Hi Ian, Thanks for getting in touch. You can find the downloadable map of the site on the website here, which will give you an idea of your bearings. www.rspb.org.uk/…/marshside_trail_guide.pdf In terms of sightings, in spring the site is known for i…
We’re really pleased to announce an exciting woodland restoration project at our Challan Hall Allotment nature reserve in Silverdale, a satellite site of Leighton Moss. Thanks to generous funding, work can begin later this year to restore the reserve for rare butterflies.
Historically the site had a wonderful mixture of open limestone pavement and grassland, as well as woodland, all of which is required by these butterflies. However, since the 1940s the area has become increasingly overgrown and the open areas that used to benefit a whole host of wildlife have mostly been lost to predominantly woodland.
Since 2001, we have owned the site and our small team of wardens and fantastic volunteers have been maintaining it. Now this larger scale restoration has been able to take place thanks to the generous support of the Lancashire Environmental Fund, Arnside & Silverdale Area of Outstanding Natural Beauty (AONB) Grants Fund (operated by Arnside & Silverdale AONB and the Arnside/Silverdale Landscape Trust working together), and with assistance from wildlife charity Butterfly Conservation.
The surrounding landscape is home to a number of nationally rare and threatened butterflies. Initial restoration work over two years has been planned in collaboration with Natural England, who manage nearby Gait Barrows National Nature Reserve. The hope is for the work to provide more wildlife corridors between these existing nature reserves to link populations together, as well as creating new areas to try and help boost the numbers of these rare butterflies.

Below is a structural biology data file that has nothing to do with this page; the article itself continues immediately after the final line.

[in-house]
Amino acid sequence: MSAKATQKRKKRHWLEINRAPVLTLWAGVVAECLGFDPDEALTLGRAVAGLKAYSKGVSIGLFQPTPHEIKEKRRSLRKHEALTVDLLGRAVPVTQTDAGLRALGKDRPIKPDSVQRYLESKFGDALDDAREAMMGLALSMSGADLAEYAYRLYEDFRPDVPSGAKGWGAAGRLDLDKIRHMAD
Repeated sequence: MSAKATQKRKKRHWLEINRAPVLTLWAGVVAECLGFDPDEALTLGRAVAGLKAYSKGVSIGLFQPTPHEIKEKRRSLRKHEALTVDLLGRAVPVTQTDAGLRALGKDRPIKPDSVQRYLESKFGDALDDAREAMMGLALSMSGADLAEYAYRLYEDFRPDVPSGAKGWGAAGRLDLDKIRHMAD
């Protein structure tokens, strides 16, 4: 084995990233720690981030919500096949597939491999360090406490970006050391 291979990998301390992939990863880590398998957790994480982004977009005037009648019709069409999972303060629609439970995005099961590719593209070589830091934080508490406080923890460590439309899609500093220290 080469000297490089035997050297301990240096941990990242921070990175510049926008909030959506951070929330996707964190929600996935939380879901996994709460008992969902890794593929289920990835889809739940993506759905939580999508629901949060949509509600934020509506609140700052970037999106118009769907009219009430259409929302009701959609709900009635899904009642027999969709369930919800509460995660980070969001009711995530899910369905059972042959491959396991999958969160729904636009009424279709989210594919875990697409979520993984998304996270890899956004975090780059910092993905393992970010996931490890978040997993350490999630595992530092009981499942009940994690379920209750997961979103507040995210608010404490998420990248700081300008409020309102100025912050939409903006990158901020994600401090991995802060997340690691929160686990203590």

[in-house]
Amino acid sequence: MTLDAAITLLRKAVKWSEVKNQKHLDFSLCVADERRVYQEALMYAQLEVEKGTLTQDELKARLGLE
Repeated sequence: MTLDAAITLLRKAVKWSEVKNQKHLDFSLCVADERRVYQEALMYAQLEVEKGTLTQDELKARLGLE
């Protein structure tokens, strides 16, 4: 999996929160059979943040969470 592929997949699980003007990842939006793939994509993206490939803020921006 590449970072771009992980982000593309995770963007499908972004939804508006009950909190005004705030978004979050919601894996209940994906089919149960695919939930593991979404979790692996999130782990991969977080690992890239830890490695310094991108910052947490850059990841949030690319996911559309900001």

The AONB is a key location for many of our rarest butterflies such as high brown fritillaries and Duke of Burgundy, which are not found in many places in this country. However, like a lot of the UK’s butterflies, their numbers are worryingly in decline. This means it’s critical to think about corridors and connections for wildlife movement. It’s all about working in partnership, making sure nature reserves aren’t isolated and sit within a bigger, better, more connected landscape.
High brown fritillary by David Mower
Traditional practices using local workers are being restarted in the woodland including coppicing, where trees are cut down in patches over a number of years and then allowed to re-grow. Initially this creates a flush of wild flowers, especially violets for the rare fritillaries to lay their eggs on. A whole range of other wildlife also benefits from having trees at a range of ages, including bats and birds.
Some overgrown areas of limestone pavement and grassland will also be opened up, bringing more sunlight into the reserve. These habitats provide a home not only to specialised plants but also to other rare species like the distinctive white spotted-sable moth.
We are very excited to be working closely with local coppice workers to deliver this project and we look forward to seeing how wildlife responds in the coming years.
Much of Challan Hall Allotment isn’t publicly accessible, but there is a bridleway running through the middle that also gives you great views over Silverdale Moss, one of Leighton Moss’ sister reedbeds. Check out the map of the ANOB here (the Challan Hall Allotment bridleway is the one that runs right through the middle of the Silverdale Moss label).